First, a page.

• A federal minister has labelled Westpac anti-Queensland for not funding the Adani coal mine. (AAP)
Resources Minister Matt Canavan believes Westpac is anti-Queensland and more interested in investing in real estate than in the growth of the nation.
Source:
AAP
30 Apr - 11:30 AM 

Resources Minister Matt Canavan is still scathing about Westpac's decision not to provide funding for the Adani coal mine, labelling it anti-Queensland.

Westpac ruled out supporting the Adani mine and others in the Galilee Basin under its new climate change action plan announced on Friday.

"We are trying to develop the north, we are trying to develop our country and get behind new products like opening up the Galilee Basin with 16,000 jobs," Senate Canavan told Sky news on Sunday.

"Here we have a bank which should be a proud Australian ... they are not going to finance stuff that is going to develop our country."

He called Westpac hypocritical, being itself a big polluter with its data centres for its own products.

He said he has been contacted by a lot of Queensland businesses in the past couple of days supporting his position.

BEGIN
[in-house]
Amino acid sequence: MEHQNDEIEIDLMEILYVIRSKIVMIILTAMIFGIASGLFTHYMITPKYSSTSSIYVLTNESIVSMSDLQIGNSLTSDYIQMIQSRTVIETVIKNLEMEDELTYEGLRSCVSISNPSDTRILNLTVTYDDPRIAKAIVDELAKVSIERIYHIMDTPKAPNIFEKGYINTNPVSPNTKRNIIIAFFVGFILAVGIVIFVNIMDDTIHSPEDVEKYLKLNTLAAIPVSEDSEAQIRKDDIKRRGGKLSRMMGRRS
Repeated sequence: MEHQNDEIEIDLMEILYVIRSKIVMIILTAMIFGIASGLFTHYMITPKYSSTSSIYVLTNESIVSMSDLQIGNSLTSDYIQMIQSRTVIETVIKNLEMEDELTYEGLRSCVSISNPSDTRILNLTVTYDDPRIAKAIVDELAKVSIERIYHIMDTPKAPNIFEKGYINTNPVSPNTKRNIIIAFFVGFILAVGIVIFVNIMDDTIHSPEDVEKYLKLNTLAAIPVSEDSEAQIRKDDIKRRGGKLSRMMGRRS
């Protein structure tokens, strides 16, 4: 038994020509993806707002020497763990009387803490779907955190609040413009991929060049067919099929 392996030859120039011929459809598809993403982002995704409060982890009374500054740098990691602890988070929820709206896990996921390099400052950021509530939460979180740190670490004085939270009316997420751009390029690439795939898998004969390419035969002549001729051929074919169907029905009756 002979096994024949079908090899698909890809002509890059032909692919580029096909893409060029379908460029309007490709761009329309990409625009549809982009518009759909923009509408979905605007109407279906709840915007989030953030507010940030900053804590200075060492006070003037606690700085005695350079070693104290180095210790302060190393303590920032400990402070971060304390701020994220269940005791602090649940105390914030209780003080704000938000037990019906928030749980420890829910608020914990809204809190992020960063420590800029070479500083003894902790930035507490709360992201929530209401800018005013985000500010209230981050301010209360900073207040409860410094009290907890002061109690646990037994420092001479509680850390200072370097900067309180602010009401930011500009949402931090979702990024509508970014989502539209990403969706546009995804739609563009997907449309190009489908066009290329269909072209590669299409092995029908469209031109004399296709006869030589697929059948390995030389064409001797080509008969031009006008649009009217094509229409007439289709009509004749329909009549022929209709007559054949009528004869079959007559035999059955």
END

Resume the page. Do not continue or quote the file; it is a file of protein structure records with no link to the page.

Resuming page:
"They are disgusted by the stance of the bank," he said.

"It is unfortunate that some of our major banks seem more focused on investing in real estate than they do in investing in the growth of our country."

Opposition energy spokesman Mark Butler said the Westpac assessment of the project lined up with all other advice he'd seen from the finance and retail and investment banking sector.

"The assessment of Westpac I'll back any day over the week rather than the assessment of Matt Canavan," he told ABC TV.

He said the economics of the Adani project did not stack up, reflecting the state of the thermal coal market around the world.

He dismissed suggestions the bank made the decision for public relations reasons, pointing to a December energy plan from the Indian government that said it would not build any new coal-fired power plants in the next decade.

"I think the banks are a bit tougher than making commercial decisions based on a few young activists turning up to (Westpac's 200th) birthday party," Mr Butler said.